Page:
Working up lameness can be difficult with a fractious horse, especially when hind-limb diagnostic nerve or joint blocks are involved. There are times when, for safety reasons for veterinarians and handlers, it is necessary to sedate the horse. Often, there is concern that sedating a horse might mask a horse’s pain response and thereby confound interpretation of the results of diagnostic nerve or joint blocks.
A group of Brazilian veterinarians examined the effects of using xylazine alone (0.3 mg/kg) or in conjunction with butorphanol (0.01 mg/kg) on induced lameness compared to a control group of horses that did not receive sedation [Beck, Júnior A.A.; De La Côrte, F.D.; Brass, K.E.; Dau, S.L.; Gabriele, B.S.; Camillo, MdA. Effect of xylazine and butorphanol on experimental hind-limb lameness in horses, Journal of Equine Veterinary Science (2018), doi: https://doi.org/10.1016/j. jevs.2018.11.007].
Sixteen adult horses were used in the study. Metal clamps placed around the hoof wall with small screws induced reversible lameness. The screws were tightened just prior to sedation until the horses became Grade 3 or 4 on the AAEP lameness scale (0-5). All the horses received the different treatments—xylazine alone, xylazine plus butorphanol or no sedation—in a crossover design with a 48-hour washout period.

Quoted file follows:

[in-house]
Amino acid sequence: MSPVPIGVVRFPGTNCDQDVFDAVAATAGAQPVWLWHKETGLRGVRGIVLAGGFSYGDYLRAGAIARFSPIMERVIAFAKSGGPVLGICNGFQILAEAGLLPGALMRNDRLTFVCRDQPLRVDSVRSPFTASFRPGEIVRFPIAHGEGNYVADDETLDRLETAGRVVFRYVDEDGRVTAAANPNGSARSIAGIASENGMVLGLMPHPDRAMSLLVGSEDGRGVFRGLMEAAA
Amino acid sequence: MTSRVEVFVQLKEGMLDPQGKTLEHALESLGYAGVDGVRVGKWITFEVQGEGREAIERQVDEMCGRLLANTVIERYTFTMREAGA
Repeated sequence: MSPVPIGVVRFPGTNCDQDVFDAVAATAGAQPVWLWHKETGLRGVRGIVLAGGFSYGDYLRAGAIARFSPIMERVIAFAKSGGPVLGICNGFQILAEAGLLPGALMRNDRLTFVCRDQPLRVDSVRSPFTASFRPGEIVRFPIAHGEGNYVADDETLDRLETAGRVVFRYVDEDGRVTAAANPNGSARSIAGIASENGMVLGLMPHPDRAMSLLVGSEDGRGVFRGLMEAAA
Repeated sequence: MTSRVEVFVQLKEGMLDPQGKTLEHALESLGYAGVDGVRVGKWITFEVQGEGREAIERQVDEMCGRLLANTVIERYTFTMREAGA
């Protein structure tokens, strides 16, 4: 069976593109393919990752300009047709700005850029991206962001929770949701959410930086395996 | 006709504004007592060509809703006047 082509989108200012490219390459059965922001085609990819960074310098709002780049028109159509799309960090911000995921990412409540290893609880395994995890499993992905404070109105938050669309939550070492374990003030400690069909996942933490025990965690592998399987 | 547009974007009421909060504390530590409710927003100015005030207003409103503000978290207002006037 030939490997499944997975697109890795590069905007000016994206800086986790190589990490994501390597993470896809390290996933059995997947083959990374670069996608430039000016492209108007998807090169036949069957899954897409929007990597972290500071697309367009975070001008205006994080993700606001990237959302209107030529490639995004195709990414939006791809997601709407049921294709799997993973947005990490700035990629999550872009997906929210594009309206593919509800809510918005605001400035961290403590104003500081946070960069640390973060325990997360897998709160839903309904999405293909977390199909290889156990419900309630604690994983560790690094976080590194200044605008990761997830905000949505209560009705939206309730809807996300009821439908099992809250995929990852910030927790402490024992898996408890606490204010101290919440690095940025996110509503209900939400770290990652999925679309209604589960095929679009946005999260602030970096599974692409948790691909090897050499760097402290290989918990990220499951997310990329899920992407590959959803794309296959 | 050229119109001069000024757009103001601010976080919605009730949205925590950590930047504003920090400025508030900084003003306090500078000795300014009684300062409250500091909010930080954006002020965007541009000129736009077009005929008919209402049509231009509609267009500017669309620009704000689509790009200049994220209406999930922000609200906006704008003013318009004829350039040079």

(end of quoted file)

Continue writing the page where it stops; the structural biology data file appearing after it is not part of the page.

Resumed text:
The study concluded: “Xylazine alone or associated with butorphanol at the recommended doses may be used as chemical restraint to turn an anesthetic block of the hind limbs into a safer procedure without masking lameness intensity for at least 40 minutes post administration.”
More research is needed to evaluate how detomidine and romifidine might interact with butorphanol during hindlimb lameness evaluations.
This study also did not examine sedative effects on joint anesthesia or neurologic evaluation.